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People are very often approved for more than they actually want to spend. The number you are given by your lender should be considered your ceiling, but you may not want to go that high. Whatever number you are given, you should always break it down into monthly payments. The numbers can be different from different sources for a variety of reason; you have to make sure all components are the same.

Your job first off is to consider how much you are comfortable spending each month. Make sure and include the loan payment, property tax (1.14% of purchase price), and home insurance. Inculde HOA dues if you are looking at condominiums. This number needs to be decided by you; not your lender, Realtor, or a website.

Once you have the monthly payment amount decided, you can shop for a loan. The final loan amount will vary depending on which loan product you choose as the interest rates will vary. This is where your loan consultant comes in. They will work with your numbers to get you the loan that best suits your needs.

Just remember that you are in control. I would stay on the conservative side.
0 votes Thank Flag Link Thu Nov 8, 2007
I'd be interested to know how the bank, realtor, and mortgage websites disagree? What do you mean? How much you should spend? Don't take more money than you need. Are you single, married with kids? -Buy how much sq you really need, and take upkeep into consideration. Do you want a big yard or no maitnenance? -Personally, I wish we would have bought a place with less yard!--that's my previous buying experience. We also bought more house than we need. I.E- the living room is never used except when I throw a party or something. We have a huge rec room- and are always in that instead.
0 votes Thank Flag Link Thu Nov 8, 2007
Great question and more people should be asking. As a CPA and REALTOR, I created a budget spreadsheet that might be useful. Shoot me an email at Nancy@TheOCExperts.com if you'd like me to send it to you. Good success to you, Nancy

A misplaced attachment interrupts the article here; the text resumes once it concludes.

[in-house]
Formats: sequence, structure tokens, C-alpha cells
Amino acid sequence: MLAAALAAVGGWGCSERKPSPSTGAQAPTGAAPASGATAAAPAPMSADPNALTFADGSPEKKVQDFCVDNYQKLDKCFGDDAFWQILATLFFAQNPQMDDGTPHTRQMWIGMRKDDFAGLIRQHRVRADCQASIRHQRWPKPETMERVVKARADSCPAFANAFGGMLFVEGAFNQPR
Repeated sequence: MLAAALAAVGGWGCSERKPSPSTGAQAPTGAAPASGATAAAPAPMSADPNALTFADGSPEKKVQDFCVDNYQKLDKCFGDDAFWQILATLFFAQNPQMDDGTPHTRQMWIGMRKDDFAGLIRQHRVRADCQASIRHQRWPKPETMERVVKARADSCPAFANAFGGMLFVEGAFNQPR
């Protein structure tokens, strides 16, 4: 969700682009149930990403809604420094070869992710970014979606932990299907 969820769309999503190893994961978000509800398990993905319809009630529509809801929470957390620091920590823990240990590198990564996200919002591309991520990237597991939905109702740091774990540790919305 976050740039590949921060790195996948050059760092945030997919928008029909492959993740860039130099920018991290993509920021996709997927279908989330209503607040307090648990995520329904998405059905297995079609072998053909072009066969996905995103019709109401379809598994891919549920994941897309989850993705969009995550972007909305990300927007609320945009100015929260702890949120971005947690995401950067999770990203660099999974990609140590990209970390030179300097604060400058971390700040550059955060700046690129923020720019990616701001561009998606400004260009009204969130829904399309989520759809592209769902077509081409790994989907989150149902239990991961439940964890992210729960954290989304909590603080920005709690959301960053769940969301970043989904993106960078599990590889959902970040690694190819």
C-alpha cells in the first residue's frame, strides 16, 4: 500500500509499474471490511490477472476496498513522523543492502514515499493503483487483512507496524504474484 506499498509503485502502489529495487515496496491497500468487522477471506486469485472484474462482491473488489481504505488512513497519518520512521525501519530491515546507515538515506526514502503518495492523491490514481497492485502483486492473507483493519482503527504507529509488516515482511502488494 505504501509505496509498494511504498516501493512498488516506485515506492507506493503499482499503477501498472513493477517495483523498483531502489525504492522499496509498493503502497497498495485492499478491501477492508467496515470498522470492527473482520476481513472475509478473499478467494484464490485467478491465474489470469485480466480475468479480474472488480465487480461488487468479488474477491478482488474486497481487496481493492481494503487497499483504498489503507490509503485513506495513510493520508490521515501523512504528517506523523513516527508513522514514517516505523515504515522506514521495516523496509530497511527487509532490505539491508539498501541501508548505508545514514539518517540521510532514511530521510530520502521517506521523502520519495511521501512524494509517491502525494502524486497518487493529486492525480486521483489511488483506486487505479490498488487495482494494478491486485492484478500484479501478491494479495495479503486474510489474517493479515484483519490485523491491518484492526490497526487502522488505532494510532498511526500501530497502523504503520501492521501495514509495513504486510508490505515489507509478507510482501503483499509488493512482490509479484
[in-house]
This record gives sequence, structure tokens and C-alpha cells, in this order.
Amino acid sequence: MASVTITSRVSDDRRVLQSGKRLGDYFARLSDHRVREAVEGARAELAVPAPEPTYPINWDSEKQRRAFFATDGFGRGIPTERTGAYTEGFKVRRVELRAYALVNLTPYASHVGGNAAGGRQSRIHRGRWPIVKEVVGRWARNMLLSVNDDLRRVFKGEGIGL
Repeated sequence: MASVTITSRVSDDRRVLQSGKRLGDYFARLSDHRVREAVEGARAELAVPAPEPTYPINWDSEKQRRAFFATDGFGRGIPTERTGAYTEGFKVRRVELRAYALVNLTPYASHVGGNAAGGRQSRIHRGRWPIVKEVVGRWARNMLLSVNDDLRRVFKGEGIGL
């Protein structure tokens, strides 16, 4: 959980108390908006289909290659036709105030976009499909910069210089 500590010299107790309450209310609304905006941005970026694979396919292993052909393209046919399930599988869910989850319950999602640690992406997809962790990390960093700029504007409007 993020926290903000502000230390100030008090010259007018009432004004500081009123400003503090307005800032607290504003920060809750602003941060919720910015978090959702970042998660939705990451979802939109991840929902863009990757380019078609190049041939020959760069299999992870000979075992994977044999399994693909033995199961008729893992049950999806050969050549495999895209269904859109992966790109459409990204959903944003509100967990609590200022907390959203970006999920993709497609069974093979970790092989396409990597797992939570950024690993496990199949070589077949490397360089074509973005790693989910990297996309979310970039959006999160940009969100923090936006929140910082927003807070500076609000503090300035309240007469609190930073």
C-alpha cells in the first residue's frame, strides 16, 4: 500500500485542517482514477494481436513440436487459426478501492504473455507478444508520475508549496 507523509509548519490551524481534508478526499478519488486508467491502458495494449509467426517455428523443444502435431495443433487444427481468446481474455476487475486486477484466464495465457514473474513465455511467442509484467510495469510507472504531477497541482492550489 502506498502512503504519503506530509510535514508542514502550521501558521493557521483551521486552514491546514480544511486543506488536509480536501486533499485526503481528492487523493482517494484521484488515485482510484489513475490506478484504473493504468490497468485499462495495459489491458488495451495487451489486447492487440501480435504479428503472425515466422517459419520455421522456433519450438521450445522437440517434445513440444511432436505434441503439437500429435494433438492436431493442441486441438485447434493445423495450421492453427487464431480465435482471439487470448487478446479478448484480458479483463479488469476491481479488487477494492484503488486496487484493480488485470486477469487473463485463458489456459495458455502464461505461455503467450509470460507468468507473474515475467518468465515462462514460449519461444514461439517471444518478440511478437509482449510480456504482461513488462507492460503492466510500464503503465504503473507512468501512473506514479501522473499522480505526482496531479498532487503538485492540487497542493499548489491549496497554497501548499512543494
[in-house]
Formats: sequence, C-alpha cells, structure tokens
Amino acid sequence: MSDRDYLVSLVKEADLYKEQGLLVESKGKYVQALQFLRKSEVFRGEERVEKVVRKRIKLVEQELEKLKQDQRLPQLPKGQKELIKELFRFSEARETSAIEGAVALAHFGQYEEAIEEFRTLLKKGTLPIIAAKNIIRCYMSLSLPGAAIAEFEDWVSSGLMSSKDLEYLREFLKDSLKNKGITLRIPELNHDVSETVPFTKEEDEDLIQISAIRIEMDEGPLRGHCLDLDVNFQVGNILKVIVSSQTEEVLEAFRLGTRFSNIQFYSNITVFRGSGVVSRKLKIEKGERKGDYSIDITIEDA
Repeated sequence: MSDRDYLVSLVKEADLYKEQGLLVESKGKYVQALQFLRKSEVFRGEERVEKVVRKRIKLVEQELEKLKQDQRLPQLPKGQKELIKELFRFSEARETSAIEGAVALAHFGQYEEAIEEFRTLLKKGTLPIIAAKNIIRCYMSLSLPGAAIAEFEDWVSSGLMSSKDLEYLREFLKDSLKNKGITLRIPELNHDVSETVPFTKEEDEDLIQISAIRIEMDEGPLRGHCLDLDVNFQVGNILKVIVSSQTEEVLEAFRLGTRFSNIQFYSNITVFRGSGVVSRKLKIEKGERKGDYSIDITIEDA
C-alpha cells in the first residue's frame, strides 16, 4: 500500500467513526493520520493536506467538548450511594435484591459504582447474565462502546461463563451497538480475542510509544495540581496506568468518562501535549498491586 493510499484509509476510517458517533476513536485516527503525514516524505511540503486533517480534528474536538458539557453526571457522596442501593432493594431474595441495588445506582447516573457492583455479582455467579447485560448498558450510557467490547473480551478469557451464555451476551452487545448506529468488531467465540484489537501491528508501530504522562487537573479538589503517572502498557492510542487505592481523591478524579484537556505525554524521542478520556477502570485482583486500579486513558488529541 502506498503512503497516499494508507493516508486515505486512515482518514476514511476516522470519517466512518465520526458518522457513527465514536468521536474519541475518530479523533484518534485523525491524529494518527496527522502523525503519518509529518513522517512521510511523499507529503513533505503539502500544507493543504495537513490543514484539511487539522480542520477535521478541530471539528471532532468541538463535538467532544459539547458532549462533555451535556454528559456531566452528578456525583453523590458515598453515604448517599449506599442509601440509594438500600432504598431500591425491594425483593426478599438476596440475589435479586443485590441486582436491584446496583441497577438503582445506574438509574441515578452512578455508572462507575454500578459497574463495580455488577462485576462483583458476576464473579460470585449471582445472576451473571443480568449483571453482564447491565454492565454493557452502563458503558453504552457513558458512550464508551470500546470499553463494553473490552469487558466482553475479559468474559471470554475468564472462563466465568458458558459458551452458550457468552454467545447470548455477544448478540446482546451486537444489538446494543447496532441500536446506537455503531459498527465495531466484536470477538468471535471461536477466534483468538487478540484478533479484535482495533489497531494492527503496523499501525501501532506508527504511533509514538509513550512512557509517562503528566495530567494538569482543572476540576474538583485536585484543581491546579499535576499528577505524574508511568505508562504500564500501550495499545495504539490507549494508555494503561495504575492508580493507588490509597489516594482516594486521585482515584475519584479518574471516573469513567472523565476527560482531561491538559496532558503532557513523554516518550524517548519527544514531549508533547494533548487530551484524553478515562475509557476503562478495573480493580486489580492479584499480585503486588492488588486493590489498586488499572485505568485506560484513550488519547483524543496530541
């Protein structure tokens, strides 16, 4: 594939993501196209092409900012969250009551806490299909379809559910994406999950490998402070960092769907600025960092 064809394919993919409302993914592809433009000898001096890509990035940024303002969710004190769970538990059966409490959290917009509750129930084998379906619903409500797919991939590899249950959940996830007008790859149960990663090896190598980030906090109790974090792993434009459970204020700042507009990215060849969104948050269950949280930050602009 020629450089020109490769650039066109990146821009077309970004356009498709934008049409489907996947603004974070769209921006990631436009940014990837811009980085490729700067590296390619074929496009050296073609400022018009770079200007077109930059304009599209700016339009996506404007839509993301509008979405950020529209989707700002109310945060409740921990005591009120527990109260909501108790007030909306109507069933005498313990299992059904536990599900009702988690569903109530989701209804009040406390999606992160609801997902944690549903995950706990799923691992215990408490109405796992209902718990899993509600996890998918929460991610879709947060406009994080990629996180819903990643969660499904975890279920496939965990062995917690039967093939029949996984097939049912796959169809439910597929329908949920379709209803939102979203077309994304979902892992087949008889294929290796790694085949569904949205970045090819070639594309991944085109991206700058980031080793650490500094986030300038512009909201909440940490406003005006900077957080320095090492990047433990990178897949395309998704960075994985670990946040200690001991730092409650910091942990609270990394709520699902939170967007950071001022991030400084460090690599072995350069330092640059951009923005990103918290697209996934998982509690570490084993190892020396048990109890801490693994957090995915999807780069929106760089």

Web Reference: http://www.TheOCExperts.com
0 votes Thank Flag Link Thu Nov 8, 2007
I would be more inclined to go with your bank. Mortgage websites are very generic and subjective. I would also check with a local mortgage broker for a second opinion. If it sounds to good to be true wlak away. If yur bank or mortgage broker tell you bad news, I'd abide by it and aks what you can do to fis the problem or issues. If the bank or lender tell you you have a wad of cash to spend that's great, but there is nothing saying you have to spend it.
0 votes Thank Flag Link Thu Nov 8, 2007
Hi Mission. Trust your instincts and buy a house with a mortgage that you can comfortably afford. Just because you qualify for more than what you want to spend does not mean that you have to. Since you don't have any other debt, you'll qualify for more than most people with the same income. I have never heard of anyone who said that they wish they had gotten a higher mortgage, but I have heard a lot of people wished they had gotten a lower mortgage and maybe a smaller house. Good luck with your decision making process.
Web Reference: http://www.theMLShub.com
0 votes Thank Flag Link Thu Nov 8, 2007
Ute Ferdig -…, Real Estate Pro in New Castle, DE
MVP'08